‘Clients come to me and say ‘I can’t sleep! I’m not stressed’ and it’s about helping them to become aware of what their true stress levels are and to learn to shift that.’
Below, Elina busts some sleeping myths and shares some facts about how to reduce stress levels to help you wake up feeling rested each morning.
MYTH – DON’T LOOK AT YOUR PHONE BEFORE BED
‘People say don’t use devices before bed it’s not true,’ Elina said.
Elina said if looking at your phone ‘helps you unwind’ then it shouldn’t affect your quality of sleep but to switch off if you’re using your device for something that ‘stimulates’ you too much.
‘If social media relaxes someone – great, but if social media gets someone all wired then that’s not good so you can use devices say for example to do meditation or watch a chill, relaxing show that’s fine,’ she said.
‘The one thing with devices is to block out the blue light because that suppresses our melatonin production.’
FACT – BALANCE YOUR NERVOUS SYSTEM
‘I have so many clients that say ‘I’ve tried everything, I put my devices away, I can’t drink coffee, I still can’t sleep’ and then when they start working on their nervous system that’s when they start to see a difference,’ Elina said.
She explained there are two branches of the autonomic nervous system – the stress response and the relaxation response – and it is vital to have balance for the best night’s sleep.
‘A lot of people don’t realise how wired they are during the day – stress isn’t bad, it’s just about having balance,’ Elina said.
Elina explained there are two branches of the autonomic nervous system – the stress response and the relaxation response – and it is vital to have balance for the best night’s sleep
A good way to tell if you’re stressed is to place your hand on your chest and another on your belly to see where you’re breathing.
If you feel your breathing pattern most on your chest this may be a sign of too much stressed and you should focus on the things that make you feel relaxed, whatever that may be.
‘Prioritise a bit of doing nothing, a bit of chill time and connection and laughter playfulness to help relax us,’ Elina advised.
MYTH – DON’T WATCH TV BEFORE BED
Like with your phone, Elina said if watching television at night makes you feel dozy, it can be useful to help you drift off at night.
‘TV actually puts us in a bit of a hypnotic state – a lot of people say they’ll sit on the couch, they’ll watch TV and they’ll start falling asleep,’ she said.
‘So TV can help some people fall asleep but again it’s about watching something that’s maybe a little bit boring or a nice relaxing drama or comedy and not a murder show or something that has you on the edge of your seat.’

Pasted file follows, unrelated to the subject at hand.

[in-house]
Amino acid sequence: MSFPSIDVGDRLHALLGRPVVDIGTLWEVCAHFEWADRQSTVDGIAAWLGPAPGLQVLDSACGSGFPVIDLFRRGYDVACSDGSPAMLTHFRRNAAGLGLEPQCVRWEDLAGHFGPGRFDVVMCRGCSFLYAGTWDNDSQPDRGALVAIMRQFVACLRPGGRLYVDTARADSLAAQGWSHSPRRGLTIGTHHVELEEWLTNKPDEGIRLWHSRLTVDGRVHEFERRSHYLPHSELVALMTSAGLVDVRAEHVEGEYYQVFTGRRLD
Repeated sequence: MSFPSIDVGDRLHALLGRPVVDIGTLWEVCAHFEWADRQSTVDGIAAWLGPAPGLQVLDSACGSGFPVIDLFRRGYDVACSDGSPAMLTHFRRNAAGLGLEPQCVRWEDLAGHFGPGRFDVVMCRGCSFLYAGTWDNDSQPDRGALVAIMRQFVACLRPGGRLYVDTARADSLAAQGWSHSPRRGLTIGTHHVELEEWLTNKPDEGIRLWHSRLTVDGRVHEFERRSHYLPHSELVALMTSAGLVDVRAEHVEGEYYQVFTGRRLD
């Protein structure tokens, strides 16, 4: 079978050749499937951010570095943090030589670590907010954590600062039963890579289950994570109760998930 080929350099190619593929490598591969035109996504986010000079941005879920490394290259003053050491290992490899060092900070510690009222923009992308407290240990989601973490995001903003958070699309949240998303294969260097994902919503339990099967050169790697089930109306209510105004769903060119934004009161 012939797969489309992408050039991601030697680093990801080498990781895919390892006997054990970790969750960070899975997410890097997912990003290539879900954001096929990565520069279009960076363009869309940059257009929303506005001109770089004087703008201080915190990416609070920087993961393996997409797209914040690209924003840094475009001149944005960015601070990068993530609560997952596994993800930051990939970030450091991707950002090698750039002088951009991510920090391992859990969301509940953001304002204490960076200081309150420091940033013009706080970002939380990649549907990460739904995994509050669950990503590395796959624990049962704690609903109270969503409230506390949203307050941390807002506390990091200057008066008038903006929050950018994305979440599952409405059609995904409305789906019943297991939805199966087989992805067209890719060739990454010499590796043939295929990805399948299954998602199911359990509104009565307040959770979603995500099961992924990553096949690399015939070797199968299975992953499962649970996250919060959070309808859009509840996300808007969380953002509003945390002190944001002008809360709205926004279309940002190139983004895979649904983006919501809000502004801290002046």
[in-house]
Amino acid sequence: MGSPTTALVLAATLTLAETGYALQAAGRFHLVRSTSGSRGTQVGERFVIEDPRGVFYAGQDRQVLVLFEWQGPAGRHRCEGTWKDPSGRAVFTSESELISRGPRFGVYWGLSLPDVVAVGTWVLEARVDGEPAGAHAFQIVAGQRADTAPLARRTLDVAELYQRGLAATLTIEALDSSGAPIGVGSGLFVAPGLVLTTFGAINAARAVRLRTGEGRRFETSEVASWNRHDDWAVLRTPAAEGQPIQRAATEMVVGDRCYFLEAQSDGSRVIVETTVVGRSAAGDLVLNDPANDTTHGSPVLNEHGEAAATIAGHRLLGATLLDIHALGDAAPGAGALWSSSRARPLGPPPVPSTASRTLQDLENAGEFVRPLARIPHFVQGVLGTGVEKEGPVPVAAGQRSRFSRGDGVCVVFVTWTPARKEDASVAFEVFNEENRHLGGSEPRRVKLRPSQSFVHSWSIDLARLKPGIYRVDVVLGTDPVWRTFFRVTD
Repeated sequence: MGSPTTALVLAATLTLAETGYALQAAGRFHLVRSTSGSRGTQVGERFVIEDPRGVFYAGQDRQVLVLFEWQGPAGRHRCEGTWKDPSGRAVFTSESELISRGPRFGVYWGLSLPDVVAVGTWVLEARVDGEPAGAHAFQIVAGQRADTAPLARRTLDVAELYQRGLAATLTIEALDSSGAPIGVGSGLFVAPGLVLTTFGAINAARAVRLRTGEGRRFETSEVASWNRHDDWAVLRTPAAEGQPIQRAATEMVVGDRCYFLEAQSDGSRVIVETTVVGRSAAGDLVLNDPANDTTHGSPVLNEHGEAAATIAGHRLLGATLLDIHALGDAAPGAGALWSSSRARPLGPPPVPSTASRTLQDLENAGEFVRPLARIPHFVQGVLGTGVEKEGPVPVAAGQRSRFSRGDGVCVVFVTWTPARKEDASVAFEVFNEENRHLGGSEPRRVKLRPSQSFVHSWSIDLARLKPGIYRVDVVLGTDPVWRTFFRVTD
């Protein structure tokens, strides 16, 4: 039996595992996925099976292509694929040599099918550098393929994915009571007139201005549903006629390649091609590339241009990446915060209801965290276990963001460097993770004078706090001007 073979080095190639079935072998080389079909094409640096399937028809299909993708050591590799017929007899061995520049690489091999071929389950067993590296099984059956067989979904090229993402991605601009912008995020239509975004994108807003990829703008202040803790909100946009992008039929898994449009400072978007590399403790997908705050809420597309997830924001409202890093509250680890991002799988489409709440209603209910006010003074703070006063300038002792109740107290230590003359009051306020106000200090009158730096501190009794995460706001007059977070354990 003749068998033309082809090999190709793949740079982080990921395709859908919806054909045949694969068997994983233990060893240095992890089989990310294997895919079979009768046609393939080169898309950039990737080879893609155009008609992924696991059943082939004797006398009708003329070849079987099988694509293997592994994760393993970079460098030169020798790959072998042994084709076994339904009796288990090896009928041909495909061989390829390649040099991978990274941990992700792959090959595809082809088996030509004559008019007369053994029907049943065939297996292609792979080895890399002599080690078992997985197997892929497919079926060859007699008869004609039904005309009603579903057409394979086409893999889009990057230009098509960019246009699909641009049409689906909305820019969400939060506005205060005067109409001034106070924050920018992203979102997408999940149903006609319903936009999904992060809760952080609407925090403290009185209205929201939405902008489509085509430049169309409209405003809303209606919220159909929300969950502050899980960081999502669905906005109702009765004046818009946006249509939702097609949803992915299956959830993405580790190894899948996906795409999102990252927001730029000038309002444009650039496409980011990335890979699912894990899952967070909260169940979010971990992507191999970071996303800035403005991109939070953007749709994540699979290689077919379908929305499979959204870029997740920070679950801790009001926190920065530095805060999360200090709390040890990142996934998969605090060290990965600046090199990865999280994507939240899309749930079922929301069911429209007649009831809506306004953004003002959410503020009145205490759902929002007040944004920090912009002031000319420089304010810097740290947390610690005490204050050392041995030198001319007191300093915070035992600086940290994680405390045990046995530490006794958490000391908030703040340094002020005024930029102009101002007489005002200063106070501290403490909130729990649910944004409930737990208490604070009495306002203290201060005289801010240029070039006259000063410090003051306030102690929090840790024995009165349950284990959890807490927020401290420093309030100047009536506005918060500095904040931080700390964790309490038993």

The bad news for coffee lovers is that the beloved beverage can in fact keep you up at night if consumed a few hours before bedtime
FACT – KEEP COFFEE TO A MINIMUM
The bad news for coffee lovers is that the beloved beverage can in fact keep you up at night if consumed a few hours before bedtime.
‘Coffee stays in our system for many hours. As a general rule, it is helpful to avoid coffee intake in the afternoon, and especially from 3pm onwards,’ she said.
‘There is a small percentage of people who appear not to be affected by a late evening coffee, however most people will benefit from cutting back.’
Elina said while coffee is a major focus when thinking about sleep deprivation, it is just one of many factors that can contribute to a restless night.
‘Where the myth sits around coffee is on the importance of coffee intake. It is often the first thing people will speak about in relation to sleep, however, there are other factors which are significantly more important, such as having a well balanced nervous system,’ she said.
MYTH – YOU SHOULD GO TO BED AT THE SAME TIME EVERY NIGHT
While our bodies like to have regular cycles, Elina said, life changes and demands can often make it difficult to keep a strict routine.
‘If we have consistent sleeping and waking times, it trains our internal body clock. It may help us fall asleep more easily, and wake more easily,’ Elina said.
‘However, if keeping to a regular sleep schedule creates stress for a person, for example, due to life demands, then having some flexibility in sleep schedules can be helpful.’
The sleep coach said it is important to weigh up the benefits for your individual situation and routine.
‘It is similar to having a strict diet. Eating healthy food can be good for us, but being too strict about it can cause stress, in which case the gains may not outweigh the benefits,’ she said.